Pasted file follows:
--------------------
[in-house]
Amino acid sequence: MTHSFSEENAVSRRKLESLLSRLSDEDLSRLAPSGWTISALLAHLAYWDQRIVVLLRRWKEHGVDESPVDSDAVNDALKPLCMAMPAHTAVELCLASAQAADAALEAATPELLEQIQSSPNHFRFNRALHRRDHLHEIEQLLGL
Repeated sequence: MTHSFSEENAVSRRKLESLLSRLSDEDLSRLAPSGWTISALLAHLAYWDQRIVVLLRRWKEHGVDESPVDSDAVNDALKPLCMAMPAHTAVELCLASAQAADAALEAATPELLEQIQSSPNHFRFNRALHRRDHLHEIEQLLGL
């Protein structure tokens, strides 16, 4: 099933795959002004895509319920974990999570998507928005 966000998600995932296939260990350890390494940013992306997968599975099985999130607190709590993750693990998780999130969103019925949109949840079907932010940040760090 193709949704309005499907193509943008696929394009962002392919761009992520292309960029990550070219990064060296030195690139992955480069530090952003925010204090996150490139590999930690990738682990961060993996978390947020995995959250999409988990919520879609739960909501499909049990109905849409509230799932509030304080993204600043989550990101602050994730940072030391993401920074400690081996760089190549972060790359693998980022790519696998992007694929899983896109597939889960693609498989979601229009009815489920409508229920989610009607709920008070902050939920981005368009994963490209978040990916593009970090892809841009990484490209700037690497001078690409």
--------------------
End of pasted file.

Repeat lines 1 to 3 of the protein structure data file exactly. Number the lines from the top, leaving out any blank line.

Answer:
[in-house]
Amino acid sequence: MTHSFSEENAVSRRKLESLLSRLSDEDLSRLAPSGWTISALLAHLAYWDQRIVVLLRRWKEHGVDESPVDSDAVNDALKPLCMAMPAHTAVELCLASAQAADAALEAATPELLEQIQSSPNHFRFNRALHRRDHLHEIEQLLGL
Repeated sequence: MTHSFSEENAVSRRKLESLLSRLSDEDLSRLAPSGWTISALLAHLAYWDQRIVVLLRRWKEHGVDESPVDSDAVNDALKPLCMAMPAHTAVELCLASAQAADAALEAATPELLEQIQSSPNHFRFNRALHRRDHLHEIEQLLGL